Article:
Good Aviation Practice (GAP) Booklets
|The CAA Flight Instructor Guide is an online resource for instructors and students.
It provides briefings, whiteboard layouts, and diagrams.
In addition, these can all be downloaded so that instructors can customise and create professional presentations.
All these online resources are free. Printed copies can still be obtained - see the Instructions.
The booklets below are available free to New Zealand aviation participants, just contact us.
In, Out and Around Christchurch (PDF 1.5 MB)
This Good Aviation Practice booklet introduces itinerant pilots to the busy and complex airspace of the Christchurch district. There’s an international airport, private airstrips (some uncharted), large areas dedicated to training, and many areas of adventure aviation, recreational aviation, and model flying. There’s also some difficult-to-identify visual reporting points, because of the transformation of natural features to farmland. The combination requires pilots to exercise great lookout, great situational awareness, and great radio technique.
This booklet should be read together with AIP New Zealand, especially Visual Navigation Charts D2 and C13, and Vol 4.
Initial Issue Nov 2017
In, Out and Around Milford (PDF 1.7 MB)
Stunning, awesome, marvellous, are but three terms for the scenery in the Milford Sound area, yet it can be intimidating, even frightening, for pilots on their first visit. The booklet introduces the terrain, routes, and the unique circuit procedures, and also cautions the reader to seek professional advice from local users before venturing into the area. In, Out, and Around Milford should be read in conjunction with In, Out, and Around Queenstown and Mountain Flying.
Revised Sep 2012
Plane Talking (PDF 4.4 MB)
Plane Talking is a handy guide to good radio operating practice, and covers the basics of good RTF, equipment, and technique.
Some of the topics the booklet covers are: the international phonetic alphabet and standard phraseology, clearance shorthand, VFR flight plans, SARTIME, operating at unattended aerodromes, troubleshooting, and conditional clearance.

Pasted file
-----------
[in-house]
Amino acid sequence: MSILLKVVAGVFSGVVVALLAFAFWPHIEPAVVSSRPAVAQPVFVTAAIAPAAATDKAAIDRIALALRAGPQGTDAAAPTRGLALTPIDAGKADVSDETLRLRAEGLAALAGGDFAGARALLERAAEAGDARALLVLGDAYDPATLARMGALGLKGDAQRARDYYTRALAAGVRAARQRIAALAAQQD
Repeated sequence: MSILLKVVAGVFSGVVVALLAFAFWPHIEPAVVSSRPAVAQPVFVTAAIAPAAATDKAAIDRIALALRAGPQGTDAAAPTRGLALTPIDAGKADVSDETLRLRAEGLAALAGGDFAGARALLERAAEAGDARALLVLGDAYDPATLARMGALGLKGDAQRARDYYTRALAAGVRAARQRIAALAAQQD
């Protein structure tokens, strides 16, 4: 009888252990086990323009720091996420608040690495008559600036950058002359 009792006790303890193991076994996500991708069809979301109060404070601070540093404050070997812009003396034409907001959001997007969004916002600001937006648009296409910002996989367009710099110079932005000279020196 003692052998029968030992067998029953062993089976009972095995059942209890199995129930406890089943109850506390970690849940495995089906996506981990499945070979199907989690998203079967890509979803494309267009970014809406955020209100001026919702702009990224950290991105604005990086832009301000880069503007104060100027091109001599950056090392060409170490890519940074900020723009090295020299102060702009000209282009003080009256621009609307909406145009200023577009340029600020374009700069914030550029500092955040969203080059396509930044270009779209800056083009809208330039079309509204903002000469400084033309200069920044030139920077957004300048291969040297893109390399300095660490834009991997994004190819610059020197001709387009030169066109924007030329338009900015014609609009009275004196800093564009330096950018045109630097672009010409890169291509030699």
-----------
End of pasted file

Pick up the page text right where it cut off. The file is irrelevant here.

The booklet also has a chapter on the different levels of Air Traffic Control and the information they provide to pilots.
Plane Talking should be read in conjunction with Advisory Circular 91.9 Radiotelephony Manual (PDF 327 KB)
| Bird Hazards (PDF 1 MB)
Bird strikes tend to happen between 50 and 800 feet during the takeoff and landing phases. A bird strike can have great impact and serious consequences on aircraft. This booklet gives examples of bird incidents, and explains the reasons behind why this problem occurs.
There are also some handy bird control measures that are featured, and also a “how to” section on reporting bird hazards or incidents.
Revised Mar 2013
| Fuel Management (PDF 1.3 MB)
Fuel starvation and fuel exhaustion accidents and incidents continue to occur in New Zealand. The reasons for many of these preventable occurrences often relate to pilots’ poor aircraft fuel system knowledge, lack of pre-flight planning, inadequate pre-flight checks, failure to accurately monitor in-flight fuel consumption, and inability to take decisive action when faced with a low-fuel state.
Revised Mar 2016
| Helicopter Performance (PDF 1 MB)
Performance-related helicopter accidents are fairly frequent in New Zealand. This booklet examines the factors affecting performance such as weight, air density, wind, ground effect, slope, and surface. The booklet provides guidance to help pilots ensure a proposed operation can be accomplished safely.
There is a also a section containing worked performance examples, and further examples that pilots can test themselves on.
Revised Oct 2012
| In, Out and Around Auckland (PDF 4 MB)
The revised Auckland area GAP booklet incorporates the latest airspace changes (effective November 2008).